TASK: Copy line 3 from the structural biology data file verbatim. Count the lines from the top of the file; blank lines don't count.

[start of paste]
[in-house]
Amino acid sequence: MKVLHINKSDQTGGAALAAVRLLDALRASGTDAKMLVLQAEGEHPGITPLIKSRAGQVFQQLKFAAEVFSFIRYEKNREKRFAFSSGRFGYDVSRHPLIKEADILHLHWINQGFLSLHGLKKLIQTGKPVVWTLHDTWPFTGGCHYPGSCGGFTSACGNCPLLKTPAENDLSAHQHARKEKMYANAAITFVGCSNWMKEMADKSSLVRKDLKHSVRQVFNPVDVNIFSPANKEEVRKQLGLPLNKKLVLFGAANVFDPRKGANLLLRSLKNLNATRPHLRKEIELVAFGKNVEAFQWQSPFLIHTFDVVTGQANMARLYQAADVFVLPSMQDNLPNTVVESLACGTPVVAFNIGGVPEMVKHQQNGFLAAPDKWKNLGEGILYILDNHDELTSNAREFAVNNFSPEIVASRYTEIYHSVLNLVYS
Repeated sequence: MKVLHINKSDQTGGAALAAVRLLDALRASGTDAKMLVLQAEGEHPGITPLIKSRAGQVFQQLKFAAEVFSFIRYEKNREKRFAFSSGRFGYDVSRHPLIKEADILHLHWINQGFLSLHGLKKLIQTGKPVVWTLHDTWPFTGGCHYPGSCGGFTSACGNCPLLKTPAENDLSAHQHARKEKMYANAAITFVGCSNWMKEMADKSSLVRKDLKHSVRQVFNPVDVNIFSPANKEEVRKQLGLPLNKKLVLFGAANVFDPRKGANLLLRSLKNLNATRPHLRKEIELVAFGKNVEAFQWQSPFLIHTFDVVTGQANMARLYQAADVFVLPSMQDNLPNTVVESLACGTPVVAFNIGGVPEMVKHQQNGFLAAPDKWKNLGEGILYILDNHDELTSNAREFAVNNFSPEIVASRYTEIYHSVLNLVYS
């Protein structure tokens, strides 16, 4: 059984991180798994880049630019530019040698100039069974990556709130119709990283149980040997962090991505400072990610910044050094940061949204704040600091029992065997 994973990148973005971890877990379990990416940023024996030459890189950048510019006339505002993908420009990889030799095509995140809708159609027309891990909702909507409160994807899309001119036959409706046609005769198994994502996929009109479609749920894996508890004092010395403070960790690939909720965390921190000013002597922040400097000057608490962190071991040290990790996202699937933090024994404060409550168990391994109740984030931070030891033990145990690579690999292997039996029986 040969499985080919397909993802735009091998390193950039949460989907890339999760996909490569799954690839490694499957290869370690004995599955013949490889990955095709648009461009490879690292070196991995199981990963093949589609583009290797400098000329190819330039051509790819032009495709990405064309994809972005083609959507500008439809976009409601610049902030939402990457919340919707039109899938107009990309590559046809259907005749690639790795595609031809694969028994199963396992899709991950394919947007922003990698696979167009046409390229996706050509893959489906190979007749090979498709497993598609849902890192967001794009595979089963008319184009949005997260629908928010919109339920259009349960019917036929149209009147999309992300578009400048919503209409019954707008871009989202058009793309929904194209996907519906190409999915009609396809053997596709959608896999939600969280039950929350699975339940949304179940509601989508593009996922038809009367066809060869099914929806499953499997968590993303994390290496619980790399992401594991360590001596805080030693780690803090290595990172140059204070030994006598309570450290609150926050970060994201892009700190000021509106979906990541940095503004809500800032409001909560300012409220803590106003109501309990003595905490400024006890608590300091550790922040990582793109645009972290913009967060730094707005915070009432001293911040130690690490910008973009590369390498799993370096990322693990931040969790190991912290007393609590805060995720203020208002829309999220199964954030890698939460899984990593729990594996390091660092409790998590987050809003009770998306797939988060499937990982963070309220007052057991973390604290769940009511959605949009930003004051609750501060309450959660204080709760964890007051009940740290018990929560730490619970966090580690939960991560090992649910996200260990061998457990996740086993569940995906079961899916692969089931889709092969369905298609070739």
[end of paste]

Repeated sequence: MKVLHINKSDQTGGAALAAVRLLDALRASGTDAKMLVLQAEGEHPGITPLIKSRAGQVFQQLKFAAEVFSFIRYEKNREKRFAFSSGRFGYDVSRHPLIKEADILHLHWINQGFLSLHGLKKLIQTGKPVVWTLHDTWPFTGGCHYPGSCGGFTSACGNCPLLKTPAENDLSAHQHARKEKMYANAAITFVGCSNWMKEMADKSSLVRKDLKHSVRQVFNPVDVNIFSPANKEEVRKQLGLPLNKKLVLFGAANVFDPRKGANLLLRSLKNLNATRPHLRKEIELVAFGKNVEAFQWQSPFLIHTFDVVTGQANMARLYQAADVFVLPSMQDNLPNTVVESLACGTPVVAFNIGGVPEMVKHQQNGFLAAPDKWKNLGEGILYILDNHDELTSNAREFAVNNFSPEIVASRYTEIYHSVLNLVYS